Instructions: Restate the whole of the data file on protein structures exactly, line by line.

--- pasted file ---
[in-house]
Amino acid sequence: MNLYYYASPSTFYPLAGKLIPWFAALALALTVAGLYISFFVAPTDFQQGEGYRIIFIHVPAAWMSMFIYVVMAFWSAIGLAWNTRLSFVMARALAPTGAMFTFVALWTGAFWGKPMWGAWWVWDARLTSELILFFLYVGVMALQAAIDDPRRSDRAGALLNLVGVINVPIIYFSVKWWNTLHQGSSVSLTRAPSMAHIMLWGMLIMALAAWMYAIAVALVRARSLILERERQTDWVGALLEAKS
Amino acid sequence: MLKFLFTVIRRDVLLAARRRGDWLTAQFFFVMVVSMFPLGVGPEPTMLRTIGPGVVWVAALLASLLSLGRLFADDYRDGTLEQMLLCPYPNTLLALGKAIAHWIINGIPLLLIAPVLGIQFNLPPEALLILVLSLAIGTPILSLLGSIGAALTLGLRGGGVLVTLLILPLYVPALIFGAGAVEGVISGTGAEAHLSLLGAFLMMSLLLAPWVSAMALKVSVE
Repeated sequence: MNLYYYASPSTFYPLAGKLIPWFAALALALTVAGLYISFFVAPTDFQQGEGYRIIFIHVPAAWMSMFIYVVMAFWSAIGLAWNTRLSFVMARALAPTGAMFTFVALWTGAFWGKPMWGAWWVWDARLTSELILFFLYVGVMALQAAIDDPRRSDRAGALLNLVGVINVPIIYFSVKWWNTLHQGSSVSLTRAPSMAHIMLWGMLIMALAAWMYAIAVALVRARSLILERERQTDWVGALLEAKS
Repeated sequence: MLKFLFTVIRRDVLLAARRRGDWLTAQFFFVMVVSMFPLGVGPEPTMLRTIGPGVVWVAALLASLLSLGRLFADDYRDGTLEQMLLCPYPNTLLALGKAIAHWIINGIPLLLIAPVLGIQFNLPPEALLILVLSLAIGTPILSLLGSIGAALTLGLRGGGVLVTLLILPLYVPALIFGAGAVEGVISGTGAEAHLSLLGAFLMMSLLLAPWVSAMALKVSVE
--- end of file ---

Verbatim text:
[in-house]
Amino acid sequence: MNLYYYASPSTFYPLAGKLIPWFAALALALTVAGLYISFFVAPTDFQQGEGYRIIFIHVPAAWMSMFIYVVMAFWSAIGLAWNTRLSFVMARALAPTGAMFTFVALWTGAFWGKPMWGAWWVWDARLTSELILFFLYVGVMALQAAIDDPRRSDRAGALLNLVGVINVPIIYFSVKWWNTLHQGSSVSLTRAPSMAHIMLWGMLIMALAAWMYAIAVALVRARSLILERERQTDWVGALLEAKS
Amino acid sequence: MLKFLFTVIRRDVLLAARRRGDWLTAQFFFVMVVSMFPLGVGPEPTMLRTIGPGVVWVAALLASLLSLGRLFADDYRDGTLEQMLLCPYPNTLLALGKAIAHWIINGIPLLLIAPVLGIQFNLPPEALLILVLSLAIGTPILSLLGSIGAALTLGLRGGGVLVTLLILPLYVPALIFGAGAVEGVISGTGAEAHLSLLGAFLMMSLLLAPWVSAMALKVSVE
Repeated sequence: MNLYYYASPSTFYPLAGKLIPWFAALALALTVAGLYISFFVAPTDFQQGEGYRIIFIHVPAAWMSMFIYVVMAFWSAIGLAWNTRLSFVMARALAPTGAMFTFVALWTGAFWGKPMWGAWWVWDARLTSELILFFLYVGVMALQAAIDDPRRSDRAGALLNLVGVINVPIIYFSVKWWNTLHQGSSVSLTRAPSMAHIMLWGMLIMALAAWMYAIAVALVRARSLILERERQTDWVGALLEAKS
Repeated sequence: MLKFLFTVIRRDVLLAARRRGDWLTAQFFFVMVVSMFPLGVGPEPTMLRTIGPGVVWVAALLASLLSLGRLFADDYRDGTLEQMLLCPYPNTLLALGKAIAHWIINGIPLLLIAPVLGIQFNLPPEALLILVLSLAIGTPILSLLGSIGAALTLGLRGGGVLVTLLILPLYVPALIFGAGAVEGVISGTGAEAHLSLLGAFLMMSLLLAPWVSAMALKVSVE